Button1.Visible = False
            GridView1.Visible = True
            Label3.Visible = True
        End If

    End Sub
End Class

Build Your App

  • Save all of your files in Visual Studio.
  • Then use Build, Build Page.
  • If the build succeeded, the Output window will give you a message to that effect.
  • If not, fix any problems.

Testing and Debugging The App

Finding Errors

  • Use Debug, Start Without Debugging to run your web app locally. (Alternatively, you can click on the button with the little green triangle and then select the option to run without debugging.) This starts a simple version of the IIS web server on your PC and has your browser retrieve the web page from that local web server.
  • Click on the button in your web app and see what happens. You should see the grid of data from the Product table.
  • If it does not work, you might try setting the Web.config file so that you can see any error messages and/or run the debugger to step though lines of code. The latter is not too helpful in this case as this app has very little code.
  • To see errors in your browser, double click your web.config file in Solution Explorer and add the line <customErrors mode="Off" />. With custom errors turned off you will be able to see normal error messages after rebuilding your page and starting it again in a browser.
  • Before running the debugger, set a break point by clicking in the left margin in front of the first IF in Quick.aspx.vb.
  • Select Debug, Start Debugging. You will be asked whether to modify the web.config file to enable debugging. Click OK.
  • Your app will start in a browser. When the breakpoint is reached you will be shown Visual Studio, in which you will now have several buttons for debugging. If you hover over them with the mouse, you will see that there are buttons for "continue", "step into", "step over", "step out" "stop debugging" and "restart". Stepping over lines of code is perfect for this program. If you reach a subroutine call, then you can use step into to go inside that routine's code. Once in that routine, you can use step out to exit that routine. You should also have a window that shows you the values of local variables, one that shows the call stack, and perhaps others. If you do not see the windows you want, look under the Debug menu, and then Windows, to see what windows you can show.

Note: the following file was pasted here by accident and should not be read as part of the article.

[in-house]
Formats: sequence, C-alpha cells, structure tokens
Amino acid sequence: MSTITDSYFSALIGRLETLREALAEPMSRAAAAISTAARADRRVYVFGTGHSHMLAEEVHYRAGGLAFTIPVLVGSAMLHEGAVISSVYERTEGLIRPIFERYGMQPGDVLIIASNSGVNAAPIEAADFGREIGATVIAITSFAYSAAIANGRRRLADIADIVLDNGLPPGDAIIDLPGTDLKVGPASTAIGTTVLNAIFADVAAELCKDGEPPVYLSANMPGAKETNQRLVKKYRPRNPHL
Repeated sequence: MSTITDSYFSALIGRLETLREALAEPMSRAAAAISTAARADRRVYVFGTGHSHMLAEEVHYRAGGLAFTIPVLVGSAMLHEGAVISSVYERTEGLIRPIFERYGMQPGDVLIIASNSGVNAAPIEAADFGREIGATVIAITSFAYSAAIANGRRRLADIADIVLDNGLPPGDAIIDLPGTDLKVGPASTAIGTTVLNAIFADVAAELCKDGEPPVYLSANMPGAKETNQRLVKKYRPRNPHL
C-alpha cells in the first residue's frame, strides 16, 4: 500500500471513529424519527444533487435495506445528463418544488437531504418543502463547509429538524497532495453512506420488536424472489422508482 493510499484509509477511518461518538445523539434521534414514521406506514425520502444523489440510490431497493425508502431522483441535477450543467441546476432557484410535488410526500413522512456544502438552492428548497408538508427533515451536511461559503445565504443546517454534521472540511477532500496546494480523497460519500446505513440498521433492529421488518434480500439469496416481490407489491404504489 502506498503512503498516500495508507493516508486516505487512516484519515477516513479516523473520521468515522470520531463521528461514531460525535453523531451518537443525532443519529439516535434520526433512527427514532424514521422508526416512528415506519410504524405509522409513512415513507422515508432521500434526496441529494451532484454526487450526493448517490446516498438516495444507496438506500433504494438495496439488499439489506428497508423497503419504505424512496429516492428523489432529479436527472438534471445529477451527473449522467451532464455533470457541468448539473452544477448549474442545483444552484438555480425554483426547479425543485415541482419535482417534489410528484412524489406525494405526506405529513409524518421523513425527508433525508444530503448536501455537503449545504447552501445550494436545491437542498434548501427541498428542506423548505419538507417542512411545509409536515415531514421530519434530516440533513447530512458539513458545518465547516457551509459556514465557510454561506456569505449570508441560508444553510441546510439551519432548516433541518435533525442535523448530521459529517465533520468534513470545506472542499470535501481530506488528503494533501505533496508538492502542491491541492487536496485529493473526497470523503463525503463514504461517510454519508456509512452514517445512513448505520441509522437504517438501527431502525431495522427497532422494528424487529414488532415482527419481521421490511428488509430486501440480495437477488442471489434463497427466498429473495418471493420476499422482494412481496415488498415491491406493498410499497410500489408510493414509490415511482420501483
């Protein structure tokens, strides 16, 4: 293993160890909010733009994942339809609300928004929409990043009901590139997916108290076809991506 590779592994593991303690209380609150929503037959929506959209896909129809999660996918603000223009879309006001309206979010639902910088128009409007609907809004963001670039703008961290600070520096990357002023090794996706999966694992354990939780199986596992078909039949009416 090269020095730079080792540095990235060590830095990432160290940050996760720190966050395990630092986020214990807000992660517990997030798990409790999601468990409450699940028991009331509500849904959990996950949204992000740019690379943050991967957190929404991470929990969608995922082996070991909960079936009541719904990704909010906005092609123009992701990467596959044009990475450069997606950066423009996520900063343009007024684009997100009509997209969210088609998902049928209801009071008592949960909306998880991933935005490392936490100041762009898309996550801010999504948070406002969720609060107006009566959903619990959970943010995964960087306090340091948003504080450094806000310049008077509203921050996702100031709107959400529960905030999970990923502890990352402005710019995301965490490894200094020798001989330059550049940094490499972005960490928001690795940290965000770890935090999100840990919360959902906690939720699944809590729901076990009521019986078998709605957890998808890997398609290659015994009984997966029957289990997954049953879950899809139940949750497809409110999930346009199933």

• With or without the aid of the debugger, you hopefully now have your app working. If you turned on error reporting or debugging in your web.config file, turn them off now. To return your web.config file to normal (no debugging and no displaying of error messages in the browser), edit the file so that the customErrors and compilation sections look this:

      <compilation debug="false" strict="false" explicit="true" targetFramework="4.5"/>
      <customErrors mode="On"/>

  • When finished with debugging and putting web.config back to normal, save everything and rebuild your app. This will leave your app in a more secure state. If a runtime error crops up later, you don't want everyone on the Internet to be able to read the detailed error messages.

Running Your Web App on a Separate Web Server

  • Close the browser that is displaying your web app running locally.
  • To run your app on a separate web server, you need to use a connection string that will work from that server. This is why you asked your system administrator for a second login on SQL Server called something like webapp, carlsondwebapp, etc. This is the login that used SQL Server authentication, not Windows authentication.